It’s just almost a year when Google first shared to the public their initiative in putting mobile first in their indexing. They said that they would first search the web first from a mobile point of view. It seems now that google has commenced indexing sites from a mobile point of view, but a limited basis as of now.

This was somehow confirmed by John Mueller from Google in a webmaster hangout. “It’s possible that for individual sites we were kind of already indexing the mobile version but it’s probably like a really small number,” John said. John Mueller added “ I wouldn’t see that as saying like we’ve started with this but it’s more kind of still in the experimental stage.

But over the past days, many tools and webmasters have noticed major shifts in mobile ranking in Google. As far as we know, Google is planning to release this slowly and by batches so that search results won’t shuffle and mix too much.

People who don’t have a mobile website don’t need to worry though. Yes, Google wants you to have a mobile site but it will instead crawl your desktop version instead if you have one. Google said, “If you only have a desktop site, we’ll continue to index your desktop site just fine, even if we’re using a mobile user agent to view your site.” If you have a mobile site, then just make sure that your content and links found on your mobile site is consistent with the desktop version of your site so Google can look for the proper content and rank it just like your desktop site.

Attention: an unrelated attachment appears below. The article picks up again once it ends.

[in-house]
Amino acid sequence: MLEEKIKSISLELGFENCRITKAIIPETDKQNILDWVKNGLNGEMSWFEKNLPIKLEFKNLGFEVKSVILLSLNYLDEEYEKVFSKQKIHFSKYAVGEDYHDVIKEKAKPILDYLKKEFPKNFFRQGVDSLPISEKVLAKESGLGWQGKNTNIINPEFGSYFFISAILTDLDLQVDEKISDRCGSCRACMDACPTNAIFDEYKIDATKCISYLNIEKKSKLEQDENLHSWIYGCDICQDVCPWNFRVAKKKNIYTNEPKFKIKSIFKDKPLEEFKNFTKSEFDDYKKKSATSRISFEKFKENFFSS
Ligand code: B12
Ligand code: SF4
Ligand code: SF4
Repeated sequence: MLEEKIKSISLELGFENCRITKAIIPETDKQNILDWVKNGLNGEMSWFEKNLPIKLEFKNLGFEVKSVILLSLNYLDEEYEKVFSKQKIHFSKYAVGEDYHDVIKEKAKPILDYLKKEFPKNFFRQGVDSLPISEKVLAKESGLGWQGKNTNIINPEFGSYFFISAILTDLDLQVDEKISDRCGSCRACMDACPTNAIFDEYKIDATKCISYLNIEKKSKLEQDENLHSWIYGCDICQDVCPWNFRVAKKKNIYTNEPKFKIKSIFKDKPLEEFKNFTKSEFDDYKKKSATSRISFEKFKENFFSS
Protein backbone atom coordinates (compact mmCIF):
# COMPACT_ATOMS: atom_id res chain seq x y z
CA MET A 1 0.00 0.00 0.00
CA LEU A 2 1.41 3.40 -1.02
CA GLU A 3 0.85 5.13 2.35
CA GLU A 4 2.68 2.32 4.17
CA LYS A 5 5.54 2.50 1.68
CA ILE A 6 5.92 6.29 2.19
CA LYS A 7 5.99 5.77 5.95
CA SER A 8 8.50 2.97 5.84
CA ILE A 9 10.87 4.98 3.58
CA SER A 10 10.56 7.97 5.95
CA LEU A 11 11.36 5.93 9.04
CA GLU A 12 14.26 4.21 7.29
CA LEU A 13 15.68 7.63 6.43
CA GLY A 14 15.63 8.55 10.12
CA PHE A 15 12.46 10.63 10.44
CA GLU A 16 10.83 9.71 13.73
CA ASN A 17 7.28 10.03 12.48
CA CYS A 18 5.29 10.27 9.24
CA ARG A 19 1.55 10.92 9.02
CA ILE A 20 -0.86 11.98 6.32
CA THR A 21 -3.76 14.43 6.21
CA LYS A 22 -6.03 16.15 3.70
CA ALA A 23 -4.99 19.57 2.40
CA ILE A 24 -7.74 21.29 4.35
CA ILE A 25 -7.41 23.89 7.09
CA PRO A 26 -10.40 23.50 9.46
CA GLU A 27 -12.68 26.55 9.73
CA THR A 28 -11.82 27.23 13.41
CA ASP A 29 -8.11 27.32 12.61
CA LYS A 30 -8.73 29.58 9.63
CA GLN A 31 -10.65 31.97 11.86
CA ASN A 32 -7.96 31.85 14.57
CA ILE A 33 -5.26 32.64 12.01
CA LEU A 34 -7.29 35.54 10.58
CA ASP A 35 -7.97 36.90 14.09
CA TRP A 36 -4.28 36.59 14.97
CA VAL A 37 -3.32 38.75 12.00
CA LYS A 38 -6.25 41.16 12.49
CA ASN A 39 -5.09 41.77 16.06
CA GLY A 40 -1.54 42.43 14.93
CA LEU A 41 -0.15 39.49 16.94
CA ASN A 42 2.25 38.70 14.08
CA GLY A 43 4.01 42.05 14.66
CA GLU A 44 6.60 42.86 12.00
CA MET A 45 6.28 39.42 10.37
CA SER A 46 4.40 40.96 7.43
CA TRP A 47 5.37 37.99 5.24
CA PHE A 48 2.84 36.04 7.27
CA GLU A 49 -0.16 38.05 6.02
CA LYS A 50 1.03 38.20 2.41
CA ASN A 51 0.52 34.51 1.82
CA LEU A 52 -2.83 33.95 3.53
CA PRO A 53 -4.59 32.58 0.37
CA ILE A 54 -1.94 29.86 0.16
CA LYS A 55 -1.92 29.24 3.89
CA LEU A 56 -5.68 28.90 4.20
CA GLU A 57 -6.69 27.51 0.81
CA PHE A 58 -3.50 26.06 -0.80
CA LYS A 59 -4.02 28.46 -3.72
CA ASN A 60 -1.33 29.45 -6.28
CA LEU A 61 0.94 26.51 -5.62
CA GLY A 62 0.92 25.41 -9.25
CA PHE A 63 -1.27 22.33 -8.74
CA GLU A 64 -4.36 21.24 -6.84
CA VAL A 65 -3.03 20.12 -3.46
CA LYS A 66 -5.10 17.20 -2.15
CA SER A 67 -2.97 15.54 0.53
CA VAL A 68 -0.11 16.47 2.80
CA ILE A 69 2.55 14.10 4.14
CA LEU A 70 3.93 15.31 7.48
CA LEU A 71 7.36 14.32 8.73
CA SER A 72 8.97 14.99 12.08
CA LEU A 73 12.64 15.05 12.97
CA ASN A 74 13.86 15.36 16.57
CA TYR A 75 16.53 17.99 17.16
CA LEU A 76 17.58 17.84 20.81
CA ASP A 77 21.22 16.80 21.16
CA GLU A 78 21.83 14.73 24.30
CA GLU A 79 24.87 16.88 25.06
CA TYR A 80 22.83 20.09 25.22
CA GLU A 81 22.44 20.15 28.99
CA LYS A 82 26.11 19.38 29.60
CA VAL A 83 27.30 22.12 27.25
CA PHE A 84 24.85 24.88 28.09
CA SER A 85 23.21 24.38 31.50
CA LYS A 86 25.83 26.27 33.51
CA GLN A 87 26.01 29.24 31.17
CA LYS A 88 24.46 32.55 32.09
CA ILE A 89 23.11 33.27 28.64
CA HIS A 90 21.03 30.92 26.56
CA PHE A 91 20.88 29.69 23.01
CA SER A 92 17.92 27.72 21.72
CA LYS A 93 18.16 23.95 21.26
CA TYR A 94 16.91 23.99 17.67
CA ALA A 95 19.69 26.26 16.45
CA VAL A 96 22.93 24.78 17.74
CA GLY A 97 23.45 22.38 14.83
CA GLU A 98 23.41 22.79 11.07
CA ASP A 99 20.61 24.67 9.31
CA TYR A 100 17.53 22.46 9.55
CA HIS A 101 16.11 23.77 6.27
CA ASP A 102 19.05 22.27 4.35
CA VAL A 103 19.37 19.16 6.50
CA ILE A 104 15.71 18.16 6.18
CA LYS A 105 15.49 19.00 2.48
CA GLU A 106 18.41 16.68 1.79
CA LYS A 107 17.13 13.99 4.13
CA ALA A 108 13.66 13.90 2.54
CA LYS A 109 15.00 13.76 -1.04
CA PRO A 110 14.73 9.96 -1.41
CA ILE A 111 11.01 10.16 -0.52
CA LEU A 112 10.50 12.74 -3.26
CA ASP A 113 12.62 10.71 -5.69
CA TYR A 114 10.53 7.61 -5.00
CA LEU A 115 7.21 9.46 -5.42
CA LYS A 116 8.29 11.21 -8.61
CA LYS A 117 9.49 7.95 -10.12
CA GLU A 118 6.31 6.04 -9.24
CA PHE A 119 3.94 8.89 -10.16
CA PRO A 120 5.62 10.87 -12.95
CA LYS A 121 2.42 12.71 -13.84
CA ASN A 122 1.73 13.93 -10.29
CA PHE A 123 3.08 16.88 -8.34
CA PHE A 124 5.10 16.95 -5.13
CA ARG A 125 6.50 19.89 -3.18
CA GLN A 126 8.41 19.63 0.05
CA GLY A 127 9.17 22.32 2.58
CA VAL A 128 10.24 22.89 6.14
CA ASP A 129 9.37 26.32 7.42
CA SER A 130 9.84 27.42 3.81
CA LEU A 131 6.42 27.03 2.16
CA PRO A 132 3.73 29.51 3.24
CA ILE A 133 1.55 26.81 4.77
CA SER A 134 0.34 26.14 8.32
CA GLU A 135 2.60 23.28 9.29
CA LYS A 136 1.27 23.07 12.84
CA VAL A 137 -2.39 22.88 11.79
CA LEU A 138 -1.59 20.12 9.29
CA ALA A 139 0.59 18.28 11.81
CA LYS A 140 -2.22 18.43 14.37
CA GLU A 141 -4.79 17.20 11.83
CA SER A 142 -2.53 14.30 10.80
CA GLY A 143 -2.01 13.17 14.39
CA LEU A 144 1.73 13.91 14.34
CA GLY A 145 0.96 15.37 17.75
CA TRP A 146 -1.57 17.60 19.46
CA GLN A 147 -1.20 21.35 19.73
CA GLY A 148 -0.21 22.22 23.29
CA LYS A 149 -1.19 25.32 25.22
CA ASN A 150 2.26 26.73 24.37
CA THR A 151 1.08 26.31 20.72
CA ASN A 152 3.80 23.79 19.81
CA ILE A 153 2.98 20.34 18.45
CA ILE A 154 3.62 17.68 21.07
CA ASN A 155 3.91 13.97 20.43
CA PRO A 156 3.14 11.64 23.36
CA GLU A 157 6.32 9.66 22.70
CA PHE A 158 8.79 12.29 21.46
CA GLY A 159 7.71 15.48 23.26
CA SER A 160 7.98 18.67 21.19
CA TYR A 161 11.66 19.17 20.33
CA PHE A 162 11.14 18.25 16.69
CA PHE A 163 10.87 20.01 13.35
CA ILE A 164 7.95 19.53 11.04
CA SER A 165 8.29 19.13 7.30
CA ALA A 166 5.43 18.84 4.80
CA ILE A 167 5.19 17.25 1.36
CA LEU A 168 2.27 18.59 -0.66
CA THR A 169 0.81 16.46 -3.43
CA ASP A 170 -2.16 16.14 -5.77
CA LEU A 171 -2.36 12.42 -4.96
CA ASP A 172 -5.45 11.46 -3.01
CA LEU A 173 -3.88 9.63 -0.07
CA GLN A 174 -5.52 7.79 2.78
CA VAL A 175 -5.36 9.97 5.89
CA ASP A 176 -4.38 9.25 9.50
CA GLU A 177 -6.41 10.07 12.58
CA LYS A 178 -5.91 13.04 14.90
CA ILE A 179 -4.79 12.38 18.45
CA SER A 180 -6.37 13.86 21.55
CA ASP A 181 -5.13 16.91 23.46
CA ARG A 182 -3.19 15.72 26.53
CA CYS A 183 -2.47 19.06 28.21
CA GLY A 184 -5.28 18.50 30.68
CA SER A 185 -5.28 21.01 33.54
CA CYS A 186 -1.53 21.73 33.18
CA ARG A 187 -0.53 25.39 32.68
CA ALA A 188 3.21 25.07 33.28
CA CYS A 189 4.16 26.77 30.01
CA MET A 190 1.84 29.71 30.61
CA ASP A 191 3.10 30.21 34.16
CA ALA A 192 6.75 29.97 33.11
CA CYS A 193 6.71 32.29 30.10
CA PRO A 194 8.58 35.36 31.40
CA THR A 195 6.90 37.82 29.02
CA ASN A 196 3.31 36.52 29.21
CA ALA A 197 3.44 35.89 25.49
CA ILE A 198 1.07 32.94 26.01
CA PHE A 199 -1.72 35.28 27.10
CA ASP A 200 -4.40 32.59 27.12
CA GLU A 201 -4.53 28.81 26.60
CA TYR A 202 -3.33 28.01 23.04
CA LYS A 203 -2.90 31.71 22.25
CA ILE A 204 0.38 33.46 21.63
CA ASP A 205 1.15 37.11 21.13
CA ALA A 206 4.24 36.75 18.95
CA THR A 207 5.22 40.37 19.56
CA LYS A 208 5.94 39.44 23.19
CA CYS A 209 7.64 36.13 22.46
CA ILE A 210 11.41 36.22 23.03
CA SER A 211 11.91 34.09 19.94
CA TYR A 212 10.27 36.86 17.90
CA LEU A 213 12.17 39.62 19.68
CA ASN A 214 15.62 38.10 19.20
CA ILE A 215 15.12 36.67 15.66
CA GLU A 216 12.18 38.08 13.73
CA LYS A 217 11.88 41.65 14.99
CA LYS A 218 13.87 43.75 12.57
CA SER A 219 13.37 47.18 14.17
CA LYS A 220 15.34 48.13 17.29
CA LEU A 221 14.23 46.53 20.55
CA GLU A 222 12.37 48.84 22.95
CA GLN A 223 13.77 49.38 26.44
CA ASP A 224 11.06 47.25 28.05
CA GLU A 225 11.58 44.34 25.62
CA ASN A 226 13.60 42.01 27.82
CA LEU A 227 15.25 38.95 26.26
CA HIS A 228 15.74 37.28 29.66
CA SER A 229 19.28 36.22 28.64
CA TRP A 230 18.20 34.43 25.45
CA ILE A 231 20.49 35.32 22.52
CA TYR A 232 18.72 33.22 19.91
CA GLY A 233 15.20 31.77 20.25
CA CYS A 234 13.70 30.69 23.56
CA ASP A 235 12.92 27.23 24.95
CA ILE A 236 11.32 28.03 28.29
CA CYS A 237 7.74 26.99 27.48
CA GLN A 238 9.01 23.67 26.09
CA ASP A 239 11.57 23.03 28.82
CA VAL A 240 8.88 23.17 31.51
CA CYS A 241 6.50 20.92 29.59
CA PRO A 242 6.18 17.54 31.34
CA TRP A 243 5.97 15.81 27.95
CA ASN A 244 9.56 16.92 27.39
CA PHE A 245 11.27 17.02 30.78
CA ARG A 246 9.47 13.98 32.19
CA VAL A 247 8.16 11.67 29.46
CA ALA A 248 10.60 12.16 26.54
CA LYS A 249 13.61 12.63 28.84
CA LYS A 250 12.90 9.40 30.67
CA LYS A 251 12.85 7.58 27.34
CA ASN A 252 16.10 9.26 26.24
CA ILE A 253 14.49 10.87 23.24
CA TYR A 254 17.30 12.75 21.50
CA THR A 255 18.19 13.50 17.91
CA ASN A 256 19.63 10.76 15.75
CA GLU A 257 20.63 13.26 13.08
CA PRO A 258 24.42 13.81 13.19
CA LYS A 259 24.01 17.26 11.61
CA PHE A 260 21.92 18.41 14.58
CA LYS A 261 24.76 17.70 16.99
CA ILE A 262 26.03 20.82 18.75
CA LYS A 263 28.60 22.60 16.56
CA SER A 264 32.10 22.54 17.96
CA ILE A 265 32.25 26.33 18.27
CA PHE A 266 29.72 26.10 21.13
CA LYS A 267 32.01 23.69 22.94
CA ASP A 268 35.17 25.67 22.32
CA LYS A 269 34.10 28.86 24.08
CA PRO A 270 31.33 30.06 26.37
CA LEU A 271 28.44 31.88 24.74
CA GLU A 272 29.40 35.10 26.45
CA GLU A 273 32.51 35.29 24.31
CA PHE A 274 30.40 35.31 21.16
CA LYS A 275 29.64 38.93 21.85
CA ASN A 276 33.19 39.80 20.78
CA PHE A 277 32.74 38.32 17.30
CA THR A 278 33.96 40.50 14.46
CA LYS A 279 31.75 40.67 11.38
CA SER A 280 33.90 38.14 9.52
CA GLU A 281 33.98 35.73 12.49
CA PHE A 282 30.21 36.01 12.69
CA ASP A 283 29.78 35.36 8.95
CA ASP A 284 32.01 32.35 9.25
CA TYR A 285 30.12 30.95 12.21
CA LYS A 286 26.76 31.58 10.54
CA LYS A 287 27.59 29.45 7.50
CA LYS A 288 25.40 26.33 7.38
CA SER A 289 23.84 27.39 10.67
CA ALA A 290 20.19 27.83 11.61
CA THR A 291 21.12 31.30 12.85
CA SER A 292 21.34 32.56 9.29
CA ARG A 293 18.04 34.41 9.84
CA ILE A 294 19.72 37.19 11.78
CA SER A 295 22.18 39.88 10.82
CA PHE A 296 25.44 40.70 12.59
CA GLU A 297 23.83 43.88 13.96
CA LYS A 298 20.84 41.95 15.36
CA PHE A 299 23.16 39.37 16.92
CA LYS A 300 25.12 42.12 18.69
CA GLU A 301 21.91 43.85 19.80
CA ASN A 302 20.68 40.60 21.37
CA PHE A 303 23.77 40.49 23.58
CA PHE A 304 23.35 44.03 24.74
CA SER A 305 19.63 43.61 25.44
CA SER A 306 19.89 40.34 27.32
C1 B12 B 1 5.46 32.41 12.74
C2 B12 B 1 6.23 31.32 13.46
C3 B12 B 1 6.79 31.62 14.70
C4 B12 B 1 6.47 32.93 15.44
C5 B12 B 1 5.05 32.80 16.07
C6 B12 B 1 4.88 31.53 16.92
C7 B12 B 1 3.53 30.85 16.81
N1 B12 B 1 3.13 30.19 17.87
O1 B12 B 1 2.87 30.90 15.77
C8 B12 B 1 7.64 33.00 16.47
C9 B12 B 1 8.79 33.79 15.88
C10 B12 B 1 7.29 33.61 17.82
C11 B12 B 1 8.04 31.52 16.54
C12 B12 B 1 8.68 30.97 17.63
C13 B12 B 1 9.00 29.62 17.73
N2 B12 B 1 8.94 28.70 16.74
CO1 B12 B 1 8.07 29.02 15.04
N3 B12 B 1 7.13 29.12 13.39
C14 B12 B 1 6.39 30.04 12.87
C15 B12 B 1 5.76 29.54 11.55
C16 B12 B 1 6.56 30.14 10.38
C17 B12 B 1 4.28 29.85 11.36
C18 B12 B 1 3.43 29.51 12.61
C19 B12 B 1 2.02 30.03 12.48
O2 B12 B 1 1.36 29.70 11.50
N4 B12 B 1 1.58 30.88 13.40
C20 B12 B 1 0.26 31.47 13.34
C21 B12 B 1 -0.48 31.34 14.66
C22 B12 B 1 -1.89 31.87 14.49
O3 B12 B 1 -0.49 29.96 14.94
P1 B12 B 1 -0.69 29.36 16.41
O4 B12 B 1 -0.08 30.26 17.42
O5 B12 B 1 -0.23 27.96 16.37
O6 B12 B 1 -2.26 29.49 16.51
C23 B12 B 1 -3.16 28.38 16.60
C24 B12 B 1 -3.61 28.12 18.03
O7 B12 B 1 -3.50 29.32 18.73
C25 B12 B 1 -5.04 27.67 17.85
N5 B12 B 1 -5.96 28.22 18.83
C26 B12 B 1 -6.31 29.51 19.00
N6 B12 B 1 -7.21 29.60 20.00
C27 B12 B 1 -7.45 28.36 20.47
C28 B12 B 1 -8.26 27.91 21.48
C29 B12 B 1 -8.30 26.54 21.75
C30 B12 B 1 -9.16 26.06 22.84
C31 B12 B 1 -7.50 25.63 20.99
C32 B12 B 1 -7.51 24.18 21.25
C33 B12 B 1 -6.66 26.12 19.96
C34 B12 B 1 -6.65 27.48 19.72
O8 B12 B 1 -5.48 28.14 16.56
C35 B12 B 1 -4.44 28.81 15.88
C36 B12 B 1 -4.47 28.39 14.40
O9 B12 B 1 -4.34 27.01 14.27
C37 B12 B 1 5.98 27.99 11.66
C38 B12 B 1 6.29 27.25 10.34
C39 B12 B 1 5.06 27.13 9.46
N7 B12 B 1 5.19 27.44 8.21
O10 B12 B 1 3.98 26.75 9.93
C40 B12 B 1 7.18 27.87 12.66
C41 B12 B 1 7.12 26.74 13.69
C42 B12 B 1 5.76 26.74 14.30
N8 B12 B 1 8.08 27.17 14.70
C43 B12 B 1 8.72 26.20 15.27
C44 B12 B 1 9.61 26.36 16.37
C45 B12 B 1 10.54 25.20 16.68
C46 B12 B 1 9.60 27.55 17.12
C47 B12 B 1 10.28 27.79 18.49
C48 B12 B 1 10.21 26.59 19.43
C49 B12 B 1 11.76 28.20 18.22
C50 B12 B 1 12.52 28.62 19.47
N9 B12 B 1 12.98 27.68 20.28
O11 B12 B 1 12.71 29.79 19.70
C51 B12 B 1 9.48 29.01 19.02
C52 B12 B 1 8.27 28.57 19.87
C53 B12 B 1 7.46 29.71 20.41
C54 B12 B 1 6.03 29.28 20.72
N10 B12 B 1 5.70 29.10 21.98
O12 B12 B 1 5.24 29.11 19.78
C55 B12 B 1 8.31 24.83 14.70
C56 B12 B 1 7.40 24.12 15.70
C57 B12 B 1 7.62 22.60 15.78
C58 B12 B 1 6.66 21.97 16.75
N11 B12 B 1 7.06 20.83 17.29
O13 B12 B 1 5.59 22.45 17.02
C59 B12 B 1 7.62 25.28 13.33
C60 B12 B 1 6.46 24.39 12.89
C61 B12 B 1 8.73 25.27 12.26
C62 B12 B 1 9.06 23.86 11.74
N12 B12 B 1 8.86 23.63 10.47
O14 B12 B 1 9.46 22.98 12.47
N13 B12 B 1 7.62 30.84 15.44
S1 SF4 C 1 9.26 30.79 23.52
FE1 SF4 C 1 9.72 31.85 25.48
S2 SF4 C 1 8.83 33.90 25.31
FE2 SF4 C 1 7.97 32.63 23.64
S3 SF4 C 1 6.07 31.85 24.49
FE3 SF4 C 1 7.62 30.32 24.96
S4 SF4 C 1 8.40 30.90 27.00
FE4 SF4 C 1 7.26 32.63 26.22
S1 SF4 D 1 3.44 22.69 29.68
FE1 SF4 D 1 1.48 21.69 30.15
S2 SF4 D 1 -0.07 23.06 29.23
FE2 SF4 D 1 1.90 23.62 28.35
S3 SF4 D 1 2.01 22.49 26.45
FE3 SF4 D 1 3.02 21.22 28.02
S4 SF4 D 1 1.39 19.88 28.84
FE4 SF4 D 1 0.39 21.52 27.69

However, the content hidden in tabs, accordions, expandable boxes and other methods won’t be counted as high. The idea is that expandable content makes sense on mobile and not so much on desktop.

Don’t fret however as both Gary Illyes and Paul Haahr of Google ensured everybody that this won’t make a major change in the overall rankings. In fact, they just aim minimal or zero change in ranking with this transformation. It’s still too early to tell, in fact, but their aim is not to have a great impact over the current rankings.

In order for you to know if Google can crawl into your mobile optimized pages, you can use tools such as Fetch and Render that is publicly available in the Google Search Console. Be specific of the mobile:smartphone user agent and observe the preview after the fetch and render is complete. What Google shows you in the rendered results is likely what Google can see and index from your mobile site. If content is missing, then you should look into how to fix that and run the tool again.

Before, google ranks your mobile sites based on traffic gathered from your desktop site. But it’s now going to reverse as Google will now rank your mobile and desktop sites based on the data gathered from crawling your site from a mobile point of view. Page loading speeds of your mobile optimized site would determine your mobile and desktop site’s ranking in Google. Google will also likely look at your title, H1s, structured data and other tags and content generated from your mobile site, and use them over your desktop site.

For now, you shouldn’t be able to see some of the change and impact of their mobile first initiative as it is not still fully released. But Google hopes of a little to no impact when it is fully rolled out. This a global release so no regions would be exempted.

To conclude, webmasters and website owners must be fully aware of this and so, you should update your websites and embrace the trend of having a mobile-optimized version.

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